While Black America was collectively grieving this latest execution, we received word from my hometown that a recent police shooting of a 13-year-old child was indeed an execution at the hands of the police and that the police had actually lied about the original details. Adam Toledo, a Mexican-American, was in fact complying with the officer’s orders to put his hands up when he was shot and killed by a member of the Chicago Police Department. While the Black community bears the brunt of police executions, no community of color is safe and neither are our children. 

I am trying to imagine a universe where a white child would be summarily executed by the police like this, and I can’t imagine it. Chances are that you can’t either. 

It has become clear to me that we are beyond the point of awareness. We need action and intentionality, and that includes facing the reality that policing as we know it cannot be reformed. How do you reform an institution whose roots are based on catching slaves? You don’t reform it; you abolish it. Then you look for new ways of being. At the very least, you defund and reduce allocations to these police departments who too often think a cop shooting hoops with kids of color or a few more Black and brown faces on the force is the way to change. 

We need to stop just talking online and we start looking at our local systems and figure out how we are each going to create change in our communities. We have to stop looking to magical thinking or hoping that others will save us and start rolling up our own sleeves—committing to change in our own communities. But that requires a willingness to step out of our own comfort zones and stretch. Because no matter how many books you buy and read or how many times you read my words or post on Facebook, that doesn’t change things. That is simply the foundation needed for you to become aware so that you can then move to action.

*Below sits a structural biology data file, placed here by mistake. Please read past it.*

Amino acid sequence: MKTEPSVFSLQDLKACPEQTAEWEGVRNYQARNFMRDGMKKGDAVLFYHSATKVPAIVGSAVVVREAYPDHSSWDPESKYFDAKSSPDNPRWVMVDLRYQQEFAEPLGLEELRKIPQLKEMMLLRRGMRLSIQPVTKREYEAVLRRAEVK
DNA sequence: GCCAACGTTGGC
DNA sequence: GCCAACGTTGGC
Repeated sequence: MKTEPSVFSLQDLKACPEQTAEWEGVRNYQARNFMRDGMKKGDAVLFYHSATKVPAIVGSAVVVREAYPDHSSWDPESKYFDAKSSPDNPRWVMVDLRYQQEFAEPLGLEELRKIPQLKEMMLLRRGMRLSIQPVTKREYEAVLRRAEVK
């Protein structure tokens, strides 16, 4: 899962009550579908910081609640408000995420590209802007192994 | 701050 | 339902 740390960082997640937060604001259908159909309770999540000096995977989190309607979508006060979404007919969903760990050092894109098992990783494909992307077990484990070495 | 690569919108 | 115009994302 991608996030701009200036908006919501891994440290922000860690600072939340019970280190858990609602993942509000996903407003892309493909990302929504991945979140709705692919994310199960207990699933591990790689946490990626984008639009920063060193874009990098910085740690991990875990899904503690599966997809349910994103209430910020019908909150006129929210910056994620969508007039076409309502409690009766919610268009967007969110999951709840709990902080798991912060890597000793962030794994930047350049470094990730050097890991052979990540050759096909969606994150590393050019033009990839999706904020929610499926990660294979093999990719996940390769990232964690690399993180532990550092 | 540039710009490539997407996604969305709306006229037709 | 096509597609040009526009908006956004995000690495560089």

If you truly care about Black people and other communities of color and the desire to dismantle white supremacy, now more than ever you must move from talk to action. If you are not aware of local abolition efforts in your community, connect with your local SURJ chapter and they can point you in the right direction. If there is no chapter, start one. 

Despite what some will tell you, we aren’t all racist regardless of color. Racism isn’t something that crosses all color lines. As a Black woman, my words and tears will never carry the power that a white woman’s can. My Black son will never be viewed as an equal danger by police as a white man would.

Racism is about power and privilege, nothing less. And in large part thanks to the way policing is carried out, white people hold that power and privilege at the end of state-issued guns. So, we must disrupt systems of power and privilege. And as for the Black folks in your life, unless you truly have a deep connection with them, this is the kind of moment where it is probably best to just give us space to grieve, or send a few bucks to get an extra coffee or a bottle of wine. Those are probably better ideas than trying to engage in weighty conversations at this moment, because those talks at this time are not helpful. Frankly, they are enraging. We are grieving, we are hurting, we are tired of this pain.